Lack of sleep tied to plaques buildup in brain
In a new study published in JAMA Neurology, scientists concluded that reduced sleep and poor sleep quality may be linked to increased build-up of beta-amyloid plaques in the brains of older adults.While sleep and beta-amyloid plaques have been linked in the past, researchers wanted to look at the link between beta-amyloid deposits and sleep quality within “community-dwelling” older adults.
The research team analyzed data from 70 adults with a mean age of 76 years, taken from the Baltimore Longitudinal Study of Aging. All participants were free of any form of dementia. The participants were required to self-report their sleep patterns, disclosing the average hours of sleep they had each night, how often they woke during the night, whether they had trouble falling asleep and whether they woke earlier than planned. Their beta-amyloid deposits in the brain were measured using various imaging techniques.
The participants reported sleep duration ranging from no more than five hours to more than seven hours each night. When comparing sleep duration with brain imaging, the researchers found that shorter overall nights’ sleep duration and poor sleep quality were linked to increased beta-amyloid buildup. However, the researchers said that the number of times a person woke during the night was not linked to an increase in beta-amyloid buildup.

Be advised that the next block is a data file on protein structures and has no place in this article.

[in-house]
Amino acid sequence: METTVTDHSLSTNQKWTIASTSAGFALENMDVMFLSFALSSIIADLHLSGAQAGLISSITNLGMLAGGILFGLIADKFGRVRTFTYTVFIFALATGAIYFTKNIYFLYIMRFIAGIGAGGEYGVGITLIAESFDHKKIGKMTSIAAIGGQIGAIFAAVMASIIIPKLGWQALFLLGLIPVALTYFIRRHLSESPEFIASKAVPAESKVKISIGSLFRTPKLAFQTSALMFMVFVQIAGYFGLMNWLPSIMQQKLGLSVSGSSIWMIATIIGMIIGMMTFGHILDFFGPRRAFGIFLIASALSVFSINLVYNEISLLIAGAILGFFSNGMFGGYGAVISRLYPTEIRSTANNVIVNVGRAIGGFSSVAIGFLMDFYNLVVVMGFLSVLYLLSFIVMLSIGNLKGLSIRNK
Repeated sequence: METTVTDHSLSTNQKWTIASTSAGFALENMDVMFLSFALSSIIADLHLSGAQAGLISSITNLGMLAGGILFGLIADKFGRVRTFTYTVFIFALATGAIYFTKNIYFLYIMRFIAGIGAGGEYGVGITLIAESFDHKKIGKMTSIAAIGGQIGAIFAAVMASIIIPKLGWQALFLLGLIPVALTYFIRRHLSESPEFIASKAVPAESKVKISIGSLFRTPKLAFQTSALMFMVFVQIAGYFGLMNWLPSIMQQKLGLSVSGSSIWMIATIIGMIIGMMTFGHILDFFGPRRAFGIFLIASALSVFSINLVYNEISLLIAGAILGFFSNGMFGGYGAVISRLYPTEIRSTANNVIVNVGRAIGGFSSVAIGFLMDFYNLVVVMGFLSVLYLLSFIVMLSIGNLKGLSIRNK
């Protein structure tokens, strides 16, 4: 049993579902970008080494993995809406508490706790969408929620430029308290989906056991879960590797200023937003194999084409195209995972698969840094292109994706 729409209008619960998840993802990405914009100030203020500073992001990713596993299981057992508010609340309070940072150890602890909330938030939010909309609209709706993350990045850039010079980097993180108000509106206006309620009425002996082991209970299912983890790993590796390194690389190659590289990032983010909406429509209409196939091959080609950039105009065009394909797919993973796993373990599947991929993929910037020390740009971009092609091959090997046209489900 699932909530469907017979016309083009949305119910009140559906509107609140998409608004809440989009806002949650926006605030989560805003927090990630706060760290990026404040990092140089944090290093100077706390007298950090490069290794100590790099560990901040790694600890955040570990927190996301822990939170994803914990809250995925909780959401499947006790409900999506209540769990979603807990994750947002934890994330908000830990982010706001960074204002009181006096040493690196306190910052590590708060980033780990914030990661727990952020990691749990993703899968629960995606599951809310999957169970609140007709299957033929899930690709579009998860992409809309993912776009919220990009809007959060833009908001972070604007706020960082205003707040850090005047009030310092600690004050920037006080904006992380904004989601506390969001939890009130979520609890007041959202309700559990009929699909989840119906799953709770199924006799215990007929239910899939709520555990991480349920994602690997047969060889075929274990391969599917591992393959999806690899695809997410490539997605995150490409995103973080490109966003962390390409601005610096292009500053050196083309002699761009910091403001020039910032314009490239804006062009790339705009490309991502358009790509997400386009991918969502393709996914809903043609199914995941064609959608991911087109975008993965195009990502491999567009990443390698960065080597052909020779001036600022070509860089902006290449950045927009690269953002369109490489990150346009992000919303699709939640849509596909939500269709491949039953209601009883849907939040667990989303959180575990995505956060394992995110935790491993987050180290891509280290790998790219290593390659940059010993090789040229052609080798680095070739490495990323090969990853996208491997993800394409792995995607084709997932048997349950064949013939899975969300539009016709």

The researchers concluded that intervention trials are needed in order to determine whether longer sleep duration and better sleep quality may prevent or slow the progression of Alzheimer’s disease.